Working as a teacher, I find myself indirectly always staying on top of the latest pop-culture and “teen” programs. This is sad because whenever I take the slightest interests in my student’s lives, immediately topics of sex, cursing, and overall lewd behavior are associated and I’m completely dumbfounded by their interests.
Last year I can definitely remember the 13 Reasons Why phase that swept through the school. Essentially the show recounts the horrible suicide of Hannah Baker and the box of cassette tapes detailing the 13 reasons thatf influenced her suicide. The box eventually lands to her close friend, Clay Jensen, and he discovers the High School around him and his part in her death.
The response from “conservative ” Christian outlets was very much a letdown. I saw and read a few op-eds with titles like “13 Reasons Why Teens Need God” and just supported their overall opinion with Bible verse after Bible verse. Nothing is entirely wrong with that, but I felt Christians dropped the ball to really embrace why mental health is a growing concern for many teens and young adults. Take for example The Centers for Disease Control (CDC) reports that suicide is the third leading cause of death for youth between the age of 10-24. That’s a huge age gap and near number one rank. Obviously, there is a growing need for the Church to help reach out to individuals struggling with thoughts of suicide.
Perhaps this is why teens and young adults can view the conflict of science vs religion when such grave matters are seen as being handled strictly at a spiritual level and not at a clinical aspect. It’s not like God denies or hates medicine. Nor is it that prayer is ineffective. Both science and religion can work hand in hand by assisting the person to overcome their sense of purposelessness or anxiety. We (Christians) should all be careful of indirectly perpetuating the culture’s misleading narrative on the war on science with religion when we advance a “Bible-only” perspective to address dire problems such as suicide.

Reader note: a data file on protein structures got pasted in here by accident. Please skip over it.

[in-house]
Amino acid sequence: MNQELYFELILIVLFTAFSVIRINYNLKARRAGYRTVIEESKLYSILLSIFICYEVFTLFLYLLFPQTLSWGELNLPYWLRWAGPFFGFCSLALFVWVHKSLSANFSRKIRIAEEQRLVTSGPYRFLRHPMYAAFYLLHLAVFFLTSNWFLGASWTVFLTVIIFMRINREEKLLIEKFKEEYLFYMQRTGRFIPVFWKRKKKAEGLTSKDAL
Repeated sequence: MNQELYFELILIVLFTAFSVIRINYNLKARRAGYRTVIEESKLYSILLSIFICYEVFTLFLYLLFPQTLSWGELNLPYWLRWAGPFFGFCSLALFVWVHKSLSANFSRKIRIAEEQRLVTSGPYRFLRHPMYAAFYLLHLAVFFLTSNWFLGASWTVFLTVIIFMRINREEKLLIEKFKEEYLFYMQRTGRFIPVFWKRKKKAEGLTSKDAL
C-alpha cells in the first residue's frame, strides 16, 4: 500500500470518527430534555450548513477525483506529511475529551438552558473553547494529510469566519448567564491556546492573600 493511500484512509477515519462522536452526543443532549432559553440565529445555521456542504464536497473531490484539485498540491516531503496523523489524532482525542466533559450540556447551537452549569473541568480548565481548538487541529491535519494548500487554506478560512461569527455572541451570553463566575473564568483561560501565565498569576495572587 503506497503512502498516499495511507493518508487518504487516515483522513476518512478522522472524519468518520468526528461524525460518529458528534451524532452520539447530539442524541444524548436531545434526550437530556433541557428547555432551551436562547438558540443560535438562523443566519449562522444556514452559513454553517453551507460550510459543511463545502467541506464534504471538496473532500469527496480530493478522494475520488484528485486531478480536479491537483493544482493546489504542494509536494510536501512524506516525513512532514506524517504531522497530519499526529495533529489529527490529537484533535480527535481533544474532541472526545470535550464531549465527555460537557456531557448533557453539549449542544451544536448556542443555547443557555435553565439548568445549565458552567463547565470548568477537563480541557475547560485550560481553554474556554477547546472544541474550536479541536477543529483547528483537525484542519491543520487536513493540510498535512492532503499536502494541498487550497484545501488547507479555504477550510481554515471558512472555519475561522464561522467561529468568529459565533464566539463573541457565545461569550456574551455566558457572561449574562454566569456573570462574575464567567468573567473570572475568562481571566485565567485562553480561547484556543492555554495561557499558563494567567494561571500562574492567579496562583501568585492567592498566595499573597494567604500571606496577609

At its core, no matter how the topic was depicted, the show discussed the growing need to address sexual assault amongst teens and young adults. Now, in today’s “#Me Too” movement the topic seems to be discussed, but leading up to the shows release last spring, our culture had begun discussing the issue at a federal and college level.
In 13 Reasons Why the character Jessica Davis, a former friend of Hannah Baker, was raped at a party by her boyfriend’s best friend. As the show progresses, Hannah reveals clues about what really happened and Jessica soon discovers about the incident. From there it becomes an emotional roller coaster for Jessica feeling betrayed, engaging in problematic risk-behaviors like alcohol and drugs to escape the horrible truth of the event.
As Christians, we should know that rape and its many forms (date rape, marital rape) is a huge intrinsic evil (an action opposite or opposed to natural law) and is against loving our neighbor. Fundamentally, rape is a threat to the dignity and worth of a person because the perpetrator forcefully violates the freedom and respect of the human person (CCC, 2356). As a result, Christians need to be aware of instances when such acts take place and handle them with love and charity. Advocacy is an important part of helping restore social justice!